Unionist opposition to Home Rule in Ireland had largely been expressed through large public demonstrations. On the 23rd September 1911 Sir Edward Carson addressed a rally of some 100,000 people, 50,000 of whom were Orangemen, at Craigavon House on the outskirts of East Belfast. Again, this time on the 9th April 1912, Easter Tuesday, a large Unionist demonstration was held on the show grounds of the Royal Ulster Agricultural Society, Balmoral in South Belfast. One hundred thousand men were in attendance as well as Andrew Bonar Law, Leader of the Conservative Party and seventy other English, Scottish and Welsh M.P.s. This demonstration, commonly known as the Balmoral review, was where the idea of an Ulster Solemn League and Covenant was born, “a pledge by Ulster unionists to resist home rule” (Buckland, 1973; 52-55; Stewart, 1966; 60).
The basis of the text of the Ulster Covenant was taken from the Scottish Covenant of 1580 on the recommendation of Belfast Businessman, B.W.D. Montgomery. After some work a much shorter and completely original Covenant was drafted by Thomas Sinclair, a prominent Liberal Unionist, Presbyterian and founder of the Ulster Reform Club in Belfast. The Covenant was then submitted and approved by the main Protestant Churches (Stewart, 1966; 61).
In August 1912 it was announced that Saturday 28th September was to be ‘Ulster Day’, when loyalists and Unionists would dedicate themselves to a solemn Covenant (Stewart, 1912; 62). Campaigning in the lead up to Ulster Day began in Enniskillen on the 18th September where Sir Edward Carson, Leader of Unionism, toured the Fermanagh town before making his way back to Craig’s house in Belfast to make the terms and wording of the Covenant public (Stewart, 1966; 62).
On the evening prior to Ulster Day a large rally was held at the Ulster Hall in Belfast where Carson was presented with a faded yellow silk banner, believed to have been carried before King William of Orange at the Battle of the Boyne 1690 (Stewart, 1966; 63).
On the morning of Ulster Day religious services were held across Ulster, for, in the words of A.T.Q. Stewart (1966; 64), “the Protestant Churches had given the anti-Home Rule campaign their solemn blessing.” When religious services ended Carson and other Unionist Leaders’ walked up to Belfast City Hall, preceded by the Boyne Standard, under the guard of some 2,500 members of the Orange Order and Unionist Clubs. Carson was greeted by the Lord Mayor and the Corporation and other dignitaries and with everyone looking on Carson was the first to sign the Ulster Covenant using a special silver pen he had been presented with the night previous at the Ulster Hall by Sir James Craig (Stewart, 1966; 64).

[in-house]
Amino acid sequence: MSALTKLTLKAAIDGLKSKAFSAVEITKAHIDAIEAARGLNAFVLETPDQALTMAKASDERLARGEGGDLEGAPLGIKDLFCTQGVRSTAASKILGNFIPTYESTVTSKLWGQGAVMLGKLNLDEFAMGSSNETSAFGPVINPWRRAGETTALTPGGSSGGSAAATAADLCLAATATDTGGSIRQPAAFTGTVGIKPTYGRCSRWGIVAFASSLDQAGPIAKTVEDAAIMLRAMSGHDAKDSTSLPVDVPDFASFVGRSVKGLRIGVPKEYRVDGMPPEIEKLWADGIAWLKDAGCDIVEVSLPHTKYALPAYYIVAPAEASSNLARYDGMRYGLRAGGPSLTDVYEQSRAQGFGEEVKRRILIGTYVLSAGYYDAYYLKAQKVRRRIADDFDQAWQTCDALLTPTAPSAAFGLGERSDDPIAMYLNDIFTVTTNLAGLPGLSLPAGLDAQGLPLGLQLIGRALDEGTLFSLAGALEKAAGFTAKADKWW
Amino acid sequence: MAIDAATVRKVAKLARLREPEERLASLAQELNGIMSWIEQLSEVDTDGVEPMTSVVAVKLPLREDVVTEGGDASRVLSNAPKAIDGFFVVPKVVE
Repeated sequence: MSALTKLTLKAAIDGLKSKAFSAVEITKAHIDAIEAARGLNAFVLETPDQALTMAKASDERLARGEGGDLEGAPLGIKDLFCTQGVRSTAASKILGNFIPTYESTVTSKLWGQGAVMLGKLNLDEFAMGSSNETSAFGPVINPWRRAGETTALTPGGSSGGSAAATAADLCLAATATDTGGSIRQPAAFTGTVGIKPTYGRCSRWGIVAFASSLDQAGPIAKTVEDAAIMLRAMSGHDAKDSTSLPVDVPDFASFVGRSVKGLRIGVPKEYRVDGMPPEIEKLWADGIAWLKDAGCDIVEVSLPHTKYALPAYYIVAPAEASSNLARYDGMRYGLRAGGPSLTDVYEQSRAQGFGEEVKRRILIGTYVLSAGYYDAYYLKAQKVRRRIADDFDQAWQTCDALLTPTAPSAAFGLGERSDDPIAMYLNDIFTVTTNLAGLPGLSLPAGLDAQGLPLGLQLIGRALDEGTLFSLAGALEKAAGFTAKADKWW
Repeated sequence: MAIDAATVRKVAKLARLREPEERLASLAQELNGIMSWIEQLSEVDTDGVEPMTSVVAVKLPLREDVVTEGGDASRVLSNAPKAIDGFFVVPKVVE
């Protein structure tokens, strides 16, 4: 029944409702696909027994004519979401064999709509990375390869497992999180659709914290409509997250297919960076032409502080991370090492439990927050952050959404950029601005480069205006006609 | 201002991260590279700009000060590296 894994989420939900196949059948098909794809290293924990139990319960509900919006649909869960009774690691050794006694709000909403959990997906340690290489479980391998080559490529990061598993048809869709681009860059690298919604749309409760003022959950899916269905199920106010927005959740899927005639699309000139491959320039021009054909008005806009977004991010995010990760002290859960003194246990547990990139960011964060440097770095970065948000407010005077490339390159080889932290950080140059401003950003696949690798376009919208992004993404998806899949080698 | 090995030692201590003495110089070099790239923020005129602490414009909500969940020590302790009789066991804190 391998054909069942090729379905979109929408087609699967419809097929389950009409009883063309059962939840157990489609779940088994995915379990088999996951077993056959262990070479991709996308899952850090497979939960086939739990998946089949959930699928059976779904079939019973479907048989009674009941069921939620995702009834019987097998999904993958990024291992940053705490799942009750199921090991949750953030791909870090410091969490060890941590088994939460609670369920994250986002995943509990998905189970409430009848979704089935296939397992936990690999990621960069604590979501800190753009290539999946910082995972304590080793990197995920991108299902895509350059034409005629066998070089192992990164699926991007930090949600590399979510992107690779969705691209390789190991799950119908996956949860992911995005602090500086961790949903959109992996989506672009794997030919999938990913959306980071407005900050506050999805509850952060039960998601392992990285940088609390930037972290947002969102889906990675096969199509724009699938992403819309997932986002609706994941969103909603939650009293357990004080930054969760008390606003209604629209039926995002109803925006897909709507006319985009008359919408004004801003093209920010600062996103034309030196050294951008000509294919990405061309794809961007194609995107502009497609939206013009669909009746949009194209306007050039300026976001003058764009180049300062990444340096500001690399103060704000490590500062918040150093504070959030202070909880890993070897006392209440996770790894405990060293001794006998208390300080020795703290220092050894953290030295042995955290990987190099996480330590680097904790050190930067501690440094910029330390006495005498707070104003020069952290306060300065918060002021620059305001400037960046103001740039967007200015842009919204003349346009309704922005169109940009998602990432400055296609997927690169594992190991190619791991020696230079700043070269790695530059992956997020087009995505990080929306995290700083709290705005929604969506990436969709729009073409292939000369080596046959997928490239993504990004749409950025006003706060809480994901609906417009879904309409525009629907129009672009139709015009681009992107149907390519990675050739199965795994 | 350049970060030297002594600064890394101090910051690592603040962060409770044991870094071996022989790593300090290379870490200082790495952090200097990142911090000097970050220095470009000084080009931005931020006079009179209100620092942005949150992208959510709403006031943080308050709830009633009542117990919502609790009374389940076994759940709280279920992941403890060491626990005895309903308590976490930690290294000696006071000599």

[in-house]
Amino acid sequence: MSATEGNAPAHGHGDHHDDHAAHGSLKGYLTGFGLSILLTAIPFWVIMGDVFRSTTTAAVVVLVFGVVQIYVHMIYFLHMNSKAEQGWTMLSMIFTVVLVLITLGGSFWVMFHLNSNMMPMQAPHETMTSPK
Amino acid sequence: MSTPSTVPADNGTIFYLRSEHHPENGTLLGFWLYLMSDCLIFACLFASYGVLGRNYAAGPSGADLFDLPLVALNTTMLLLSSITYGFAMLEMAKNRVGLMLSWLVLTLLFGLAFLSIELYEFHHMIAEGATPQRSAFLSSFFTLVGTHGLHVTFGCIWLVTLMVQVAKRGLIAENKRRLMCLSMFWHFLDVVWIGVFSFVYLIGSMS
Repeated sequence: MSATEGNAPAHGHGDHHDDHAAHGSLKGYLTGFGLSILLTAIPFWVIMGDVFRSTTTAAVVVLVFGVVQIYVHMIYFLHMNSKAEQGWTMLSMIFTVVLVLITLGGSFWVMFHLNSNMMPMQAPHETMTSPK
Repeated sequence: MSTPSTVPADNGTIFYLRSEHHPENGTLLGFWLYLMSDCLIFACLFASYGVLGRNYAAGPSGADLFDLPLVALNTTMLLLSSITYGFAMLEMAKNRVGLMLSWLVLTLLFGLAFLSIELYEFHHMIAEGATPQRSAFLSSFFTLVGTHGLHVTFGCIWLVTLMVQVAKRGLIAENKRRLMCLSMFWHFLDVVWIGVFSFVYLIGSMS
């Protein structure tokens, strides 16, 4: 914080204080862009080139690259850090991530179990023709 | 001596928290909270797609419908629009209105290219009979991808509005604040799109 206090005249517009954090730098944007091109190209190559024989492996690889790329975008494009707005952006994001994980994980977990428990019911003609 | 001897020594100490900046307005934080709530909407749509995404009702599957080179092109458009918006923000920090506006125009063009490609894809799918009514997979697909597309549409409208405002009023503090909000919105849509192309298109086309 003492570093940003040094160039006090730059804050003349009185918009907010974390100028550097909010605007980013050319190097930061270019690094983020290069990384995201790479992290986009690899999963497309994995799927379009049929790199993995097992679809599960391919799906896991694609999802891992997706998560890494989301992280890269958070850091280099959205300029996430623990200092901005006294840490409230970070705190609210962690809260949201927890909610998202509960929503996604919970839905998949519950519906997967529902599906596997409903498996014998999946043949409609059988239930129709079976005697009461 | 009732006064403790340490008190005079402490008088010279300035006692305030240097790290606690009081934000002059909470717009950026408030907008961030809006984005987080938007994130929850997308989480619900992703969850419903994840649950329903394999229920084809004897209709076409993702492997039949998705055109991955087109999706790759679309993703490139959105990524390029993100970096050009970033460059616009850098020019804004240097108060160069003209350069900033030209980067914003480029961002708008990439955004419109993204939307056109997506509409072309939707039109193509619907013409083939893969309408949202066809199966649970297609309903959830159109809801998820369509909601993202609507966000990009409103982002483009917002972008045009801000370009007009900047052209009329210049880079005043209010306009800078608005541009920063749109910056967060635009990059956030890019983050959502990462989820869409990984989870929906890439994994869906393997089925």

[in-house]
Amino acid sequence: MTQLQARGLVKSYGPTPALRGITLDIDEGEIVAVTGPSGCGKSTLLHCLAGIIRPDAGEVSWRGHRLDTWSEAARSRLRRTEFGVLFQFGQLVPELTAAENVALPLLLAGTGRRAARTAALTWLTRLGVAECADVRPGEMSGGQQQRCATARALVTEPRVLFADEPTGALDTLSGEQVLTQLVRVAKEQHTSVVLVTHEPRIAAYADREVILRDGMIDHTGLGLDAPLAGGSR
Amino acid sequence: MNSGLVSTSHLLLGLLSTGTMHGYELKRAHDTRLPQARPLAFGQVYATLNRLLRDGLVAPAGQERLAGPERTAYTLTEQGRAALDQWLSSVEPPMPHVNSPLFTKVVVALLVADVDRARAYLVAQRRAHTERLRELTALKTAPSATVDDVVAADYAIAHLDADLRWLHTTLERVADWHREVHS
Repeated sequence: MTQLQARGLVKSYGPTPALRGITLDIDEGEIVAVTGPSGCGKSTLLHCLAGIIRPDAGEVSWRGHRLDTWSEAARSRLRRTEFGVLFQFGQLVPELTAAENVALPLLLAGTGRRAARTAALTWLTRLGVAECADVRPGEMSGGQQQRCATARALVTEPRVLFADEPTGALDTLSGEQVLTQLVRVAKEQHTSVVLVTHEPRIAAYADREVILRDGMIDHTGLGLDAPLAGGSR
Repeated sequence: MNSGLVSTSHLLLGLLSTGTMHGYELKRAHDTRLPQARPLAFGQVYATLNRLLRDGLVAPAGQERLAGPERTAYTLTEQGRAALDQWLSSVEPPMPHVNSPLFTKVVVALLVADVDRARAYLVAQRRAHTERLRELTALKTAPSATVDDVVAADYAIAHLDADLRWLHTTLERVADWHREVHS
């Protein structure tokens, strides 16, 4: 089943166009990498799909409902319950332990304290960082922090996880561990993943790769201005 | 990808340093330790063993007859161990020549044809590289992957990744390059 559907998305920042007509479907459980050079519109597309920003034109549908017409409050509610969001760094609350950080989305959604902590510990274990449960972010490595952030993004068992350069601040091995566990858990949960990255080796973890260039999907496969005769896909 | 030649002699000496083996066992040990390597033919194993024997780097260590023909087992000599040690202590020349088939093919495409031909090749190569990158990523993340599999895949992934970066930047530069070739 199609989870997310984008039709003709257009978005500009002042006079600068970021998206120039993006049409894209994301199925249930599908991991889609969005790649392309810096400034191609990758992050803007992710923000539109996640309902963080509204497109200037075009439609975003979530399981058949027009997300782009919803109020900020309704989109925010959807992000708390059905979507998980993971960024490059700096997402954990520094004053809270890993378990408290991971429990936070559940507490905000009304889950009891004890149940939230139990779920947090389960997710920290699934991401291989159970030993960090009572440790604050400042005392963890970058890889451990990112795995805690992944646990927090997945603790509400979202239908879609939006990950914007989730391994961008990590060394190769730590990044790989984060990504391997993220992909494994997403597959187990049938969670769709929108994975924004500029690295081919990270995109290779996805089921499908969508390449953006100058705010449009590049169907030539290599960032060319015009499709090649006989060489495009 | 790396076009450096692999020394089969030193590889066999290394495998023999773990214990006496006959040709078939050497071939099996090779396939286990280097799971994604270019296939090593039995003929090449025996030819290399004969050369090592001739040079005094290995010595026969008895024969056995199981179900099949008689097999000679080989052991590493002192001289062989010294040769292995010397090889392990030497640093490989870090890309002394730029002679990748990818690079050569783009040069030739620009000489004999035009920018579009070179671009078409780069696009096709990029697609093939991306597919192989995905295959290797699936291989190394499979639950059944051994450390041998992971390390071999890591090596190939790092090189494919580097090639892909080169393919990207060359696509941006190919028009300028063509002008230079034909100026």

The Covenant was then signed by Ulstermen across the Province, as well as Dublin and Edinburgh, where it was signed on the old Covenanters’ Stone in the old Greyfriars churchyard. Signatures were also collected in London, Glasgow, Manchester, Liverpool, Bristol and York by all those of Ulster origin (Stewart, 1966; 65). Some 218,206 men in Ulster alone signed the Covenant and 228,991 women signed the Declaration. Another 19,162 men and 5,055 women had signed elsewhere, resulting in a total of 471,414 signatures.
By November 1912, nearly some two months after Ulstermen and women, at home and in many other parts of the United Kingdom, had erupted in a display of unity and patriotism in signing the Ulster Solemn League and Covenant, the Third Home Rule Bill passed through the House of Commons and onto the House of Lords where it was thrown out. However this time the Bill would stick and Home Rule was to become a reality some two years after being rejected in the Upper House under the terms of the 1911 Parliament Act (Stewart, 1966; 67-68).
Buckland, P. (1972) Irish Unionism: One: The Anglo-Irish and the New Ireland 1885-1922. Dublin: Gill and Macmillan Ltd.
Buckland, P. (1973) Irish Unionism: Two: Ulster Unionism and the Origins of Northern Ireland 1885-1922. Dublin: Gill and Macmillan Ltd.
Stewart, A.T.Q. (1966) The Ulster Crisis. London: Faber and Faber.Share on Facebook